Following last year's disruption when a man swam into river
Extra security has been laid on for this year's University Boat Race following disruption last year when Trenton Oldfield swam into the river. The race takes place on March 31st, starting at 4.30 pm in Putney, and the Race Director David Searle has said that safety has been reviewed and security increased for this year's race.
Since the second race in 1836 the contest has taken place on the West London stretch of the Thames, starting at Putney and finishing at Chiswick Bridge.
There will be something going on all afternoon, starting with a Cutter Parade, featuring a group of cutters which will be moving up river from Dove Pier to Chiswick Bridge, clearing the course by 15.50. This is followed by two races, the Isis versus Goldie Race will start at 16.00 and then the Oxford versus Cambridge Race at 16.30.
The course itself is four miles 374 yards (6.8Km) long and the race starts an hour before high tide so that the crews can row with the fastest current. There are two sides to the river; Fulham and Chiswick are known as the Middlesex side and Putney and Barnes are the Surrey side with each boat sticking to its own side.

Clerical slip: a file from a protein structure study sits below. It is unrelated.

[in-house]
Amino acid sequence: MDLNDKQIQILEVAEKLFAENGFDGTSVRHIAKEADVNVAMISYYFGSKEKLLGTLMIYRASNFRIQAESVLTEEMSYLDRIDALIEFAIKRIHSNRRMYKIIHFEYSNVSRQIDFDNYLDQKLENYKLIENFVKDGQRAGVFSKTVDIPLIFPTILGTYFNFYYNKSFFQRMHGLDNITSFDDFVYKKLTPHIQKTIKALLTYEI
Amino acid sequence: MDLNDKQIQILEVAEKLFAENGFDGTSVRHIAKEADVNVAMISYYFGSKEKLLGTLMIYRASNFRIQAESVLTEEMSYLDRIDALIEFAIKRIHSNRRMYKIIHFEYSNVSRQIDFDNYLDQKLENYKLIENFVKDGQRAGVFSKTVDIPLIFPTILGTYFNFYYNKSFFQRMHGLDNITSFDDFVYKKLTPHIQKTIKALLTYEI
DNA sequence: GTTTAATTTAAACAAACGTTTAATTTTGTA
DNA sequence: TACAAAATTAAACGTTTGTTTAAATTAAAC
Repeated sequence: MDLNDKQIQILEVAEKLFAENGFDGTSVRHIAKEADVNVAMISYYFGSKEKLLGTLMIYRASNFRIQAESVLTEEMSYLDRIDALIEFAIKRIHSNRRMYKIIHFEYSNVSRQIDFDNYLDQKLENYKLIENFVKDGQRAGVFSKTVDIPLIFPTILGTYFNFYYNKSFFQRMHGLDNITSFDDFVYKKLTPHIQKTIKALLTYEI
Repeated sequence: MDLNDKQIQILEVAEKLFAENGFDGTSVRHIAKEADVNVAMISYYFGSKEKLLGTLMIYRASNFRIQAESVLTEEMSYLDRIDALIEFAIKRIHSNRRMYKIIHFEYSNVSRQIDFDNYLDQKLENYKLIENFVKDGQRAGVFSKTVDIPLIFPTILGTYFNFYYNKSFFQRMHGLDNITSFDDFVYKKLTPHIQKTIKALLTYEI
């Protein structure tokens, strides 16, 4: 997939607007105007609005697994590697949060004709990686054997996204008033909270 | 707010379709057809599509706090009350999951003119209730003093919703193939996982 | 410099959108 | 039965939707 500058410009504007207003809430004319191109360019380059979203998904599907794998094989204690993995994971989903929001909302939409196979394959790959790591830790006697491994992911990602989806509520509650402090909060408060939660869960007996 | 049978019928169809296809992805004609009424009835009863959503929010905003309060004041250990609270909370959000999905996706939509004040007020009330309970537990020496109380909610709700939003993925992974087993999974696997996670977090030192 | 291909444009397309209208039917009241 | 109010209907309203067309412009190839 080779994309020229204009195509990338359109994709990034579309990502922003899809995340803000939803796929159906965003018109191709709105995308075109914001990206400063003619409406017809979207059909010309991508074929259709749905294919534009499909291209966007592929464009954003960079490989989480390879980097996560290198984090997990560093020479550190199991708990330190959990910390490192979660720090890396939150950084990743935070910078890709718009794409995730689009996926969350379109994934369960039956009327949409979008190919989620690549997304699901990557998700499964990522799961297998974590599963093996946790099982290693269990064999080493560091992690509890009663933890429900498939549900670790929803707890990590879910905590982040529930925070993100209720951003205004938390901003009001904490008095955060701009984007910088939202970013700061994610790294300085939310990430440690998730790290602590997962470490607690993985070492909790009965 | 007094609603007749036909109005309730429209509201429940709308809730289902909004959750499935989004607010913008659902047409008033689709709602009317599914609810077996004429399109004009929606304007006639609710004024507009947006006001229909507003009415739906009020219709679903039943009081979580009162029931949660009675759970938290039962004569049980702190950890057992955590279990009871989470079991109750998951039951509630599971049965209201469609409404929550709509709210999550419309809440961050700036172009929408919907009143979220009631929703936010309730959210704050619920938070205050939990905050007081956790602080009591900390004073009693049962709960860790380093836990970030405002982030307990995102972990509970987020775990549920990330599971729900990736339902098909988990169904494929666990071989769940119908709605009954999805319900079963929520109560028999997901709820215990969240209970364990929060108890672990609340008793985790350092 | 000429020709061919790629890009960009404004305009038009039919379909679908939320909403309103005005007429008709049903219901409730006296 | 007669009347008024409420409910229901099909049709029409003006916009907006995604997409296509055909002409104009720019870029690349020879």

Oxford have won 76 of the 158 races, Cambridge have won 81 times, while the 1877 race was classed as a dead heat.
Cambridge traditionally wear light blue, with light blue blades, though in the first race in 1829 their colour was pink. Oxford wear dark blue with dark blue blades.
The race has strong Chiswick connections including, in 2011, a Chiswick teenager who became the youngest cox for over 100 years.
And last year the world’s media showed Trenton Oldfield being arrested at Chiswick Pier after recklessly swimming in front of the rowers, a crime for which he was later jailed for six months.
The organisers have said there will be extra security to avoid any similar disruptions. Race Director David Search said on BBC: "We are taking additional measures this year and we have looked at all of our actions last year."
"What I would say to anybody thinking of doing that, is that it's unbelievably dangerous.
"You risk getting killed, which would be tragic for them and for the people involved. Nobody wants that to happen. This is just a sporting event."
March 19, 2013